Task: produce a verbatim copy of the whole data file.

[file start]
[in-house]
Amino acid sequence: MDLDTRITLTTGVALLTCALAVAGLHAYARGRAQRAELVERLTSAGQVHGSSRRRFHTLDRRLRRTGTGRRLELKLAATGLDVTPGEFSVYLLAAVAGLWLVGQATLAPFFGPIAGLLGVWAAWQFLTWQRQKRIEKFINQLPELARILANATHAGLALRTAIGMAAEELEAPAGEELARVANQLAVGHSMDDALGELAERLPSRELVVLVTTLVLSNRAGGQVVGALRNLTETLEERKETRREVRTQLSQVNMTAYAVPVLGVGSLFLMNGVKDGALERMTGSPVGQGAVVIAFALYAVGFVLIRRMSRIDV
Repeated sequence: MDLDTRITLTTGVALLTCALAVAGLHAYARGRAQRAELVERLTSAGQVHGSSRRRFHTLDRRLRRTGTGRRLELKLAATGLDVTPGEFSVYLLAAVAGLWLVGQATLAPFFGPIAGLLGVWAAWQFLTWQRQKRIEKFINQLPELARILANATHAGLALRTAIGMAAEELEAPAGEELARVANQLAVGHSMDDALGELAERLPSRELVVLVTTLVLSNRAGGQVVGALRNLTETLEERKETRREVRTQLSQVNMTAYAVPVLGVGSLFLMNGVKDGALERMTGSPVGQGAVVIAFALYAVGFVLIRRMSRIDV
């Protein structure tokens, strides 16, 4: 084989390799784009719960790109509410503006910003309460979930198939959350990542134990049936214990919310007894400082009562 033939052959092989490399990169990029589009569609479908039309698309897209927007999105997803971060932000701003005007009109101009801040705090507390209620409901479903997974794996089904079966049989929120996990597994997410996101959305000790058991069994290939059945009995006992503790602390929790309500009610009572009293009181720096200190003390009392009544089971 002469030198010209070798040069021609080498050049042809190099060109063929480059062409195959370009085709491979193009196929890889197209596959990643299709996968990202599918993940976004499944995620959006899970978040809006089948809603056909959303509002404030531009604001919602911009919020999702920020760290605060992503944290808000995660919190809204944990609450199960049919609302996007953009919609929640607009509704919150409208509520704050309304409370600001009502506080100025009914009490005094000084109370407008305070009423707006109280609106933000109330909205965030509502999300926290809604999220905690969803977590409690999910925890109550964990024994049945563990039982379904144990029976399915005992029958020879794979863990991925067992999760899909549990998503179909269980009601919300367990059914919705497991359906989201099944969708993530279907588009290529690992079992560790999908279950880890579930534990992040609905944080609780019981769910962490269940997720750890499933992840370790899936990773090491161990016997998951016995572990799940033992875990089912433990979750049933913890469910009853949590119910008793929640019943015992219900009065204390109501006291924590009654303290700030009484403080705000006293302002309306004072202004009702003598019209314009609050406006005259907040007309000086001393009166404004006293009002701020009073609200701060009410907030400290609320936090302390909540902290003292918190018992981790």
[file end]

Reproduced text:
[in-house]
Amino acid sequence: MDLDTRITLTTGVALLTCALAVAGLHAYARGRAQRAELVERLTSAGQVHGSSRRRFHTLDRRLRRTGTGRRLELKLAATGLDVTPGEFSVYLLAAVAGLWLVGQATLAPFFGPIAGLLGVWAAWQFLTWQRQKRIEKFINQLPELARILANATHAGLALRTAIGMAAEELEAPAGEELARVANQLAVGHSMDDALGELAERLPSRELVVLVTTLVLSNRAGGQVVGALRNLTETLEERKETRREVRTQLSQVNMTAYAVPVLGVGSLFLMNGVKDGALERMTGSPVGQGAVVIAFALYAVGFVLIRRMSRIDV
Repeated sequence: MDLDTRITLTTGVALLTCALAVAGLHAYARGRAQRAELVERLTSAGQVHGSSRRRFHTLDRRLRRTGTGRRLELKLAATGLDVTPGEFSVYLLAAVAGLWLVGQATLAPFFGPIAGLLGVWAAWQFLTWQRQKRIEKFINQLPELARILANATHAGLALRTAIGMAAEELEAPAGEELARVANQLAVGHSMDDALGELAERLPSRELVVLVTTLVLSNRAGGQVVGALRNLTETLEERKETRREVRTQLSQVNMTAYAVPVLGVGSLFLMNGVKDGALERMTGSPVGQGAVVIAFALYAVGFVLIRRMSRIDV
């Protein structure tokens, strides 16, 4: 084989390799784009719960790109509410503006910003309460979930198939959350990542134990049936214990919310007894400082009562 033939052959092989490399990169990029589009569609479908039309698309897209927007999105997803971060932000701003005007009109101009801040705090507390209620409901479903997974794996089904079966049989929120996990597994997410996101959305000790058991069994290939059945009995006992503790602390929790309500009610009572009293009181720096200190003390009392009544089971 002469030198010209070798040069021609080498050049042809190099060109063929480059062409195959370009085709491979193009196929890889197209596959990643299709996968990202599918993940976004499944995620959006899970978040809006089948809603056909959303509002404030531009604001919602911009919020999702920020760290605060992503944290808000995660919190809204944990609450199960049919609302996007953009919609929640607009509704919150409208509520704050309304409370600001009502506080100025009914009490005094000084109370407008305070009423707006109280609106933000109330909205965030509502999300926290809604999220905690969803977590409690999910925890109550964990024994049945563990039982379904144990029976399915005992029958020879794979863990991925067992999760899909549990998503179909269980009601919300367990059914919705497991359906989201099944969708993530279907588009290529690992079992560790999908279950880890579930534990992040609905944080609780019981769910962490269940997720750890499933992840370790899936990773090491161990016997998951016995572990799940033992875990089912433990979750049933913890469910009853949590119910008793929640019943015992219900009065204390109501006291924590009654303290700030009484403080705000006293302002309306004072202004009702003598019209314009609050406006005259907040007309000086001393009166404004006293009002701020009073609200701060009410907030400290609320936090302390909540902290003292918190018992981790």